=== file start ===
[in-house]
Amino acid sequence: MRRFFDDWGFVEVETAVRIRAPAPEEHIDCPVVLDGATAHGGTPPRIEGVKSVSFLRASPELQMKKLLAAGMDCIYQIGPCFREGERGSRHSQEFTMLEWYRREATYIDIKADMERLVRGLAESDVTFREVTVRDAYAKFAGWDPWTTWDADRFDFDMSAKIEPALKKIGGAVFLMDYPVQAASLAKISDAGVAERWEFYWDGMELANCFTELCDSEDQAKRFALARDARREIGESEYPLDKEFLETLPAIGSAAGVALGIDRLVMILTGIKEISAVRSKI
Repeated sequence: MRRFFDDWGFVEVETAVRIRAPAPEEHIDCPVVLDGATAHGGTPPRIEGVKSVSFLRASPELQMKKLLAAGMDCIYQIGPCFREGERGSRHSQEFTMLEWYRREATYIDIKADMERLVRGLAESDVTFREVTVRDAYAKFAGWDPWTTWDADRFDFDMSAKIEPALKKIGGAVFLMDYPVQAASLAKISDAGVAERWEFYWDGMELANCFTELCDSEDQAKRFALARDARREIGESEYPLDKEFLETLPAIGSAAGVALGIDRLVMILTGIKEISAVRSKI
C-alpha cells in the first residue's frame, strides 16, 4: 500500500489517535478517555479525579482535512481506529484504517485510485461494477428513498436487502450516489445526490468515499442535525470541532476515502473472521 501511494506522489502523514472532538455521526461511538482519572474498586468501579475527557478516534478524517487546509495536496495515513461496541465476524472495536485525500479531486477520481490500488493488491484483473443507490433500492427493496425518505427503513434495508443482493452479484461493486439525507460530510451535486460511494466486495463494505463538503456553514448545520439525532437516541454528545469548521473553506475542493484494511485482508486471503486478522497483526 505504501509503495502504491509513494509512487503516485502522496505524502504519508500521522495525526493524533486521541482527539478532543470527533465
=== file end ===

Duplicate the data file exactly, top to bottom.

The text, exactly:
[in-house]
Amino acid sequence: MRRFFDDWGFVEVETAVRIRAPAPEEHIDCPVVLDGATAHGGTPPRIEGVKSVSFLRASPELQMKKLLAAGMDCIYQIGPCFREGERGSRHSQEFTMLEWYRREATYIDIKADMERLVRGLAESDVTFREVTVRDAYAKFAGWDPWTTWDADRFDFDMSAKIEPALKKIGGAVFLMDYPVQAASLAKISDAGVAERWEFYWDGMELANCFTELCDSEDQAKRFALARDARREIGESEYPLDKEFLETLPAIGSAAGVALGIDRLVMILTGIKEISAVRSKI
Repeated sequence: MRRFFDDWGFVEVETAVRIRAPAPEEHIDCPVVLDGATAHGGTPPRIEGVKSVSFLRASPELQMKKLLAAGMDCIYQIGPCFREGERGSRHSQEFTMLEWYRREATYIDIKADMERLVRGLAESDVTFREVTVRDAYAKFAGWDPWTTWDADRFDFDMSAKIEPALKKIGGAVFLMDYPVQAASLAKISDAGVAERWEFYWDGMELANCFTELCDSEDQAKRFALARDARREIGESEYPLDKEFLETLPAIGSAAGVALGIDRLVMILTGIKEISAVRSKI
C-alpha cells in the first residue's frame, strides 16, 4: 500500500489517535478517555479525579482535512481506529484504517485510485461494477428513498436487502450516489445526490468515499442535525470541532476515502473472521 501511494506522489502523514472532538455521526461511538482519572474498586468501579475527557478516534478524517487546509495536496495515513461496541465476524472495536485525500479531486477520481490500488493488491484483473443507490433500492427493496425518505427503513434495508443482493452479484461493486439525507460530510451535486460511494466486495463494505463538503456553514448545520439525532437516541454528545469548521473553506475542493484494511485482508486471503486478522497483526 505504501509503495502504491509513494509512487503516485502522496505524502504519508500521522495525526493524533486521541482527539478532543470527533465